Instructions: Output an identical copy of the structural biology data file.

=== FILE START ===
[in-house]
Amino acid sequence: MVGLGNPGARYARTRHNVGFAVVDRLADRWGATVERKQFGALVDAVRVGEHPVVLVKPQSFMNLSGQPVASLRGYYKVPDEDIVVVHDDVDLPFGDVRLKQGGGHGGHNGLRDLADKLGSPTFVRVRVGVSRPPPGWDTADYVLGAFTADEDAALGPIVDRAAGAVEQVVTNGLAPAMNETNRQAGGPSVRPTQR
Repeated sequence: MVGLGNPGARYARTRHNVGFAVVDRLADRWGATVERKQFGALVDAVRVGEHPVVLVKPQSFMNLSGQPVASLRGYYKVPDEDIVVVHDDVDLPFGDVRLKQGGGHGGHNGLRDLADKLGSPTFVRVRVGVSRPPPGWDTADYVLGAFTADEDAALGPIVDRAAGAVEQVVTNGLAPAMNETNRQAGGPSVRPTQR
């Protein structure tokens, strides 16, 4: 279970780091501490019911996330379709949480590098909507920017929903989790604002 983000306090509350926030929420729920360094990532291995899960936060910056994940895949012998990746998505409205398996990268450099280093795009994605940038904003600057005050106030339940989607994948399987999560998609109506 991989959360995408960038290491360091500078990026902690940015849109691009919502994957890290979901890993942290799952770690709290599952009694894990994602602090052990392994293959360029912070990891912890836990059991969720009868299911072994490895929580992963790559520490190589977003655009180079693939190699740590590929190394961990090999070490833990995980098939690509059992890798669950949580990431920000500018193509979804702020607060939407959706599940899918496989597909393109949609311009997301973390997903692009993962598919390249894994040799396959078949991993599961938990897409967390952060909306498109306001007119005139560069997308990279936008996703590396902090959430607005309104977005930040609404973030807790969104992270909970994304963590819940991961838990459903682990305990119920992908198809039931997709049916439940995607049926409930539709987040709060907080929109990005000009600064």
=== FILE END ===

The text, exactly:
[in-house]
Amino acid sequence: MVGLGNPGARYARTRHNVGFAVVDRLADRWGATVERKQFGALVDAVRVGEHPVVLVKPQSFMNLSGQPVASLRGYYKVPDEDIVVVHDDVDLPFGDVRLKQGGGHGGHNGLRDLADKLGSPTFVRVRVGVSRPPPGWDTADYVLGAFTADEDAALGPIVDRAAGAVEQVVTNGLAPAMNETNRQAGGPSVRPTQR
Repeated sequence: MVGLGNPGARYARTRHNVGFAVVDRLADRWGATVERKQFGALVDAVRVGEHPVVLVKPQSFMNLSGQPVASLRGYYKVPDEDIVVVHDDVDLPFGDVRLKQGGGHGGHNGLRDLADKLGSPTFVRVRVGVSRPPPGWDTADYVLGAFTADEDAALGPIVDRAAGAVEQVVTNGLAPAMNETNRQAGGPSVRPTQR
């Protein structure tokens, strides 16, 4: 279970780091501490019911996330379709949480590098909507920017929903989790604002 983000306090509350926030929420729920360094990532291995899960936060910056994940895949012998990746998505409205398996990268450099280093795009994605940038904003600057005050106030339940989607994948399987999560998609109506 991989959360995408960038290491360091500078990026902690940015849109691009919502994957890290979901890993942290799952770690709290599952009694894990994602602090052990392994293959360029912070990891912890836990059991969720009868299911072994490895929580992963790559520490190589977003655009180079693939190699740590590929190394961990090999070490833990995980098939690509059992890798669950949580990431920000500018193509979804702020607060939407959706599940899918496989597909393109949609311009997301973390997903692009993962598919390249894994040799396959078949991993599961938990897409967390952060909306498109306001007119005139560069997308990279936008996703590396902090959430607005309104977005930040609404973030807790969104992270909970994304963590819940991961838990459903682990305990119920992908198809039931997709049916439940995607049926409930539709987040709060907080929109990005000009600064």